The present study examined whether a high protein diet prevents the impaired leukocyte redistribution in response to acute exercise caused by a large volume of high-intensity exercise training. Eight cyclists (VO2max: 64.2±6.5mLkg(-1)min(-1)) undertook two separate weeks of high-intensity training while consuming either a high protein diet (3gkg(-1)proteinBM(-1)day(-1)) or an energy and carbohydrate-matched control diet (1.5gkg(-1)proteinBM(-1)day(-1)). High-intensity training weeks were preceded by a week of normal-intensity training under the control diet. Leukocyteand lymphocyte sub-population responses to acute exercise were determined at the end of each training week. Self-reported symptoms of upper-respiratory tract infections (URTI) were monitored daily by questionnaire. Undertaking high-intensity training with a high protein diet restored leukocytekinetics to similar levels observed during normal-intensity training: CD8(+) TL mobilization (normal-intensity: 29,319±13,130cells/μL×∼165min vs.high-intensity with protein: 26,031±17,474cells/μL×∼165min, P>0.05), CD8(+) TL egress (normal-intensity: 624±264cells/μL vs. high-intensity withprotein: 597±478cells/μL, P>0.05). This pattern was driven by effector-memory populations mobilizing (normal-intensity: 6,145±6,227cells/μL×∼165min vs. high-intensity with protein: 6,783±8,203cells/μL×∼165min, P>0.05) and extravastating from blood (normal-intensity: 147±129cells/μL vs. high-intensity with protein: 165±192cells/μL, P>0.05). High-intensity training while consuming a high protein diet was associated with fewer symptoms of URTI compared to performing high-intensity training with a normal diet (P<0.05). To conclude, a high protein diet might reduce the incidence of URTI in athletes potentially mediated by preventing training-induced impairments in immune-surveillance.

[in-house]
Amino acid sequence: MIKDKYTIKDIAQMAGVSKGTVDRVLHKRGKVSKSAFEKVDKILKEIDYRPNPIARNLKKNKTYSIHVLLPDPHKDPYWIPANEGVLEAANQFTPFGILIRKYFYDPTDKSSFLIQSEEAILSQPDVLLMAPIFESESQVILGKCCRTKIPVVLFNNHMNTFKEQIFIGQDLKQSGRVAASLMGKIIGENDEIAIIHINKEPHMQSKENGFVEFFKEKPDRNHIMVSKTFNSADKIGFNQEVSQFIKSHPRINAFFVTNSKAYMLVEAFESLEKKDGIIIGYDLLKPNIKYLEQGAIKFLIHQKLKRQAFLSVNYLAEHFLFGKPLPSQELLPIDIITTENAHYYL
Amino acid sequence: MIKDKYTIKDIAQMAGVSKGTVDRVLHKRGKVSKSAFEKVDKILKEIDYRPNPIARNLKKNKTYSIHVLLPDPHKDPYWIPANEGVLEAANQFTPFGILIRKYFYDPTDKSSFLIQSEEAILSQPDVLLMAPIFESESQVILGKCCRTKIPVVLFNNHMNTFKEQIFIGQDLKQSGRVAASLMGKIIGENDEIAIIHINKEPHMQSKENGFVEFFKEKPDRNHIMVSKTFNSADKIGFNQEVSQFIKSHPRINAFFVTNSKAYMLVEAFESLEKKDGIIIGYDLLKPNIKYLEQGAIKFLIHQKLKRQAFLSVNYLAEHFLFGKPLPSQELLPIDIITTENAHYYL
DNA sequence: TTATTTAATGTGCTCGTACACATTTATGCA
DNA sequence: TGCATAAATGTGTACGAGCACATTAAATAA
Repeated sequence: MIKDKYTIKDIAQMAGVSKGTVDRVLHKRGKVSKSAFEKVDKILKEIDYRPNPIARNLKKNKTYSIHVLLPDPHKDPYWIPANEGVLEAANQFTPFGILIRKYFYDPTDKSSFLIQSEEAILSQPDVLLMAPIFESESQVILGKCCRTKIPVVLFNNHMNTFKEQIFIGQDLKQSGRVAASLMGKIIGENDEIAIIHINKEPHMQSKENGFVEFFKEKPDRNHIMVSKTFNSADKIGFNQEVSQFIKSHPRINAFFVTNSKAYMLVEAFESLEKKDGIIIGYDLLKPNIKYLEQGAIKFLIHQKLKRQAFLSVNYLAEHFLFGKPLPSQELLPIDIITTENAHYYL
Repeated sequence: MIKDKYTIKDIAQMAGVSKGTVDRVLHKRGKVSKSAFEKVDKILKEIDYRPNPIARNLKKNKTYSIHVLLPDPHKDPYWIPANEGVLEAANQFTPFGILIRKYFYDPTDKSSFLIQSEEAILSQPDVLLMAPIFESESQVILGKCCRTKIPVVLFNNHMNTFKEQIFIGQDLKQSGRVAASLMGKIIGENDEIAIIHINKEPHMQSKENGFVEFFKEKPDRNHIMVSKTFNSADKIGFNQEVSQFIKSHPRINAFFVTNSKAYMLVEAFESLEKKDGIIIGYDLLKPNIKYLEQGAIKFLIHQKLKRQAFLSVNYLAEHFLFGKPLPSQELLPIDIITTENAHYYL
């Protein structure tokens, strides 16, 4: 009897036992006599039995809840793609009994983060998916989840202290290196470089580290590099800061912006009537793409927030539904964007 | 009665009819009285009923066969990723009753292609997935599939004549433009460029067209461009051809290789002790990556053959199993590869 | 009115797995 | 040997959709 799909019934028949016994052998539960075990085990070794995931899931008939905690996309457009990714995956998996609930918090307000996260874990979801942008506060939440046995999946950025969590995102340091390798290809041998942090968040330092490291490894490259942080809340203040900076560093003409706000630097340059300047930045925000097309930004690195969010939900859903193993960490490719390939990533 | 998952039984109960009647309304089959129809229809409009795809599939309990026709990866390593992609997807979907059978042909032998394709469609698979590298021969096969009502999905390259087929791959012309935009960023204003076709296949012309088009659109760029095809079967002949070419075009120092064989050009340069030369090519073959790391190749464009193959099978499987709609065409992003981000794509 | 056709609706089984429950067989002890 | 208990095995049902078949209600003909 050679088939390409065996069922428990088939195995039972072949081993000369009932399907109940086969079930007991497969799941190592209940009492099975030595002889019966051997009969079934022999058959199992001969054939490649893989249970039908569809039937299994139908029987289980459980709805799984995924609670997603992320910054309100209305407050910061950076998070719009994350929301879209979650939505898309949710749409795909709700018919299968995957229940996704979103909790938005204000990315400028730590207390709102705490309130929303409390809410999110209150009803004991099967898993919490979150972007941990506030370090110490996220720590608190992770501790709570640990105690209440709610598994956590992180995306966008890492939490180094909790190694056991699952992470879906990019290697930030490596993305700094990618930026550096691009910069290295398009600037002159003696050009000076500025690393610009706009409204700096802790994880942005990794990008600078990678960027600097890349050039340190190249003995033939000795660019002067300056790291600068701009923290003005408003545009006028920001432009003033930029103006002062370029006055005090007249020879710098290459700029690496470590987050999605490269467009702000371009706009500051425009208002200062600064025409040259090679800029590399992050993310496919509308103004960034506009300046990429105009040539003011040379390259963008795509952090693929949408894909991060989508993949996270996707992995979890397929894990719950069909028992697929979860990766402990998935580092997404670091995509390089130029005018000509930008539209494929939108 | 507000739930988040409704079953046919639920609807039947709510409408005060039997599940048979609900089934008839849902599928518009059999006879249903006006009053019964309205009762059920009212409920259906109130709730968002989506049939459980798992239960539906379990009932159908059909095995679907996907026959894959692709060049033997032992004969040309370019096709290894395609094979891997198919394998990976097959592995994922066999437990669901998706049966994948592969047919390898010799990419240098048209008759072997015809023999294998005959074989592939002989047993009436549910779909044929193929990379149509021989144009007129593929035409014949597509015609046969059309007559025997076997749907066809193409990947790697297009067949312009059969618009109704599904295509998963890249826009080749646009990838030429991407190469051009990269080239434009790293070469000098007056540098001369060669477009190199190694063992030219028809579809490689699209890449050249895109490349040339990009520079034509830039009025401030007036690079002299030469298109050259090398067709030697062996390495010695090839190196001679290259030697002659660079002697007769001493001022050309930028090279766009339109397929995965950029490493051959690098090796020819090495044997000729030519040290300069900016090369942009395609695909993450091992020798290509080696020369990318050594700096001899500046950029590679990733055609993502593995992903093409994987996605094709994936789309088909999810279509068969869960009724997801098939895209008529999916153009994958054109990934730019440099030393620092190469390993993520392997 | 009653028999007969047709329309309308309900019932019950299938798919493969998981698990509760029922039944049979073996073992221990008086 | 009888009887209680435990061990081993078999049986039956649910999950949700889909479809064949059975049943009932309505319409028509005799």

Brain Behav Immun. 39: 211-219.